The Fire Island National Seashore mosquito surveillance and management program is the foundation for mosquito monitoring programs throughout the National Park Service (NPS). It was first implemented in 1998 in response to public concern over Eastern Equine Encephalitis virus (EEEV), but was expanded in 1999 when West Nile virus (WNV) was discovered in New York. The goal of this program is to reduce human health risk from mosquito-borne diseases while adhering to the NPS legal mandate to protect the natural resources of the park.
From July to October, NPS biologists capture mosquitoes at various locations throughout Fire Island and have them tested for WNV. The park also monitors for dead birds that may have died from WNV, specifically crows (Genus Corvus), hawk species (Family Accipitridae), and blue jays (Cyanocitta cristata). Testing of mosquitoes and dead birds is accomplished through a partnership with Suffolk County Vector Control (SCVC).
The monitoring program helps the park assess risk levels and select management actions in order to keep the public safe. Management actions may include notifying the public of potential health risks, conducting education programs, closing areas of the park to the public, and in most extreme cases, conducting pesticide applications.
Is It Safe To Spray?
An Integrated Pest Management (IPM) Plan for Fire Island National Seashore sets forth guidelines to use effective, low-risk methods that protect resources, visitors, and staff. Pests include insects, plants, diseases and other organisms that threaten natural and cultural resources or pose a threat to human health. Methods include manual, mechanical, cultural, biological and chemical applications.
All pesticides used within Fire Island National Seashore must be applied by or under the direct supervision of a State of New York certified pesticide applicator. All pesticides used in the park by residents, contractors, special use permittees, agricultural issues, or non-NPS personnel must conform to NPS policies and guidelines, and be approved before use. If the use of pesticides is necessary on park lands, the NPS would use low-risk pesticides to accomplish the desired objectives.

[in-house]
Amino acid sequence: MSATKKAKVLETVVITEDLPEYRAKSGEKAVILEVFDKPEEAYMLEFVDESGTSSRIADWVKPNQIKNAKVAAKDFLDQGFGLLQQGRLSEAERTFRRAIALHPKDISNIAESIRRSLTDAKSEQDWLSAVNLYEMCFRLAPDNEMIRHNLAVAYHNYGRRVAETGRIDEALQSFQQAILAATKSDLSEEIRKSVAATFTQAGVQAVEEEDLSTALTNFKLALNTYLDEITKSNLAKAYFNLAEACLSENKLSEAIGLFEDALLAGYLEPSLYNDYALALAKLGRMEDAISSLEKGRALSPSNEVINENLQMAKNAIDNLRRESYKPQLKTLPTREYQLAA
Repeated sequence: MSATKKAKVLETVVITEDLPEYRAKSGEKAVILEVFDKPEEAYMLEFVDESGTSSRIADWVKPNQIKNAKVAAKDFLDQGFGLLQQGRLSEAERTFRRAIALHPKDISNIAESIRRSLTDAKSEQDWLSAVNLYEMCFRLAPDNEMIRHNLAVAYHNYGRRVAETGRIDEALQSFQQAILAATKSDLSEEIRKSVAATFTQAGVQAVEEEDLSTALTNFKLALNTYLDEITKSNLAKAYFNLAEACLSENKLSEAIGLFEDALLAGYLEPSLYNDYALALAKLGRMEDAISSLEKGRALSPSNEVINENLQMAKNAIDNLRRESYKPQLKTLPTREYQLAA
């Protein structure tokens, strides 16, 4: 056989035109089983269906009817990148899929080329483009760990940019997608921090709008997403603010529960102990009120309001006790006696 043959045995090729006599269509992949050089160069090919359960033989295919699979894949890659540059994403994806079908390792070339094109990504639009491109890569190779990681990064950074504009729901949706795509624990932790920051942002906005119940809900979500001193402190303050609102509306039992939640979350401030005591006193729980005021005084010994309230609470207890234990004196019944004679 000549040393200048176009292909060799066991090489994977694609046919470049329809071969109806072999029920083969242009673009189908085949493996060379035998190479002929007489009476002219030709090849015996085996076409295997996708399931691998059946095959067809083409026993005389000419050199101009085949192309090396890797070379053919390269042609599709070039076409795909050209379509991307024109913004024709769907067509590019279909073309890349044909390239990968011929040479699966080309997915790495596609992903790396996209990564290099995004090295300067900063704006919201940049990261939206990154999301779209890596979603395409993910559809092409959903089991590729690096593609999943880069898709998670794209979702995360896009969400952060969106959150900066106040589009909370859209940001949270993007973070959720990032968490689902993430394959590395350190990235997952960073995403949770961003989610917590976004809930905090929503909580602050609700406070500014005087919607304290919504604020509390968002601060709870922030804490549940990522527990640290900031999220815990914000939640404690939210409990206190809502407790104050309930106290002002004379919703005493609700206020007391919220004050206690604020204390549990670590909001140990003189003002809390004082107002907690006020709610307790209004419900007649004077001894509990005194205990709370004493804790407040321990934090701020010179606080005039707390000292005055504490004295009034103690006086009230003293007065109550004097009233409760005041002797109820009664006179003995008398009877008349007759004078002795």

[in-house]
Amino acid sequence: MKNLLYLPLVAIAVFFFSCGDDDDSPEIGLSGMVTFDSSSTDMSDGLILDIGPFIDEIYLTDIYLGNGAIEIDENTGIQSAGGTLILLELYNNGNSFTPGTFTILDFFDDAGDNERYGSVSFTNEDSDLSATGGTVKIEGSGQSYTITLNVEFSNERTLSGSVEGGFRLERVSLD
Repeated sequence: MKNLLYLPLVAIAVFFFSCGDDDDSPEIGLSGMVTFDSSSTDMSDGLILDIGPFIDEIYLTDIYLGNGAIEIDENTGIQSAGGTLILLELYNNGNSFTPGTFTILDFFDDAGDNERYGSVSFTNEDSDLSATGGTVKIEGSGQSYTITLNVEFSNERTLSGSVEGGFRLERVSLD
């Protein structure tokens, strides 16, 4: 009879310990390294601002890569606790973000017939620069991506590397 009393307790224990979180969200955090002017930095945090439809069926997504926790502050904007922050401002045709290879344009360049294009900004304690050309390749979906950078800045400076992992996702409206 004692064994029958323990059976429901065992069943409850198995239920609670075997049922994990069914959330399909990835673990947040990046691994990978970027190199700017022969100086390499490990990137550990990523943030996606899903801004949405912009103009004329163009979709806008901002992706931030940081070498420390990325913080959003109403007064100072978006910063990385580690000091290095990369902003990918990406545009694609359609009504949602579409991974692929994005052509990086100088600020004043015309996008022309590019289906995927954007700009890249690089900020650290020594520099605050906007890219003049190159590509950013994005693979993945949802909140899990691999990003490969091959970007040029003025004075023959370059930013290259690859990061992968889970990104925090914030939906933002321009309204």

Asian Tiger Mosquito
You may have heard about the presence of an invasive non-native mosquito species called the Asian Tiger mosquito (Aedes albopictus). While the Asian Tiger mosquito can transmit West Nile virus and Zika virus, it has not been shown to be a competent disease vector in this region. Cold winter temperatures prevent the spread of Zika in the region. Transmission of the Zika virus by mosquito has not been documented in the Northeastern United States.
Suffolk County Vector Control
Under a letter of authorization from the National Park Service, Suffolk County Department of Public Works, Division of Vector Control conducts scheduled spraying for adult mosquitoes in several of the towns and villages within the boundaries of Fire Island National Seashore. Individual residents may request that their property be excluded from nonemergency treatments: Suffolk County No Spray Registry
For more information on vector-borne diseases, please visit the Centers for Disease Control and Preventions's National Center for Emerging and Zoonotic Infectious Disease web page and Suffolk County Mosquito Control.
Last updated: November 21, 2018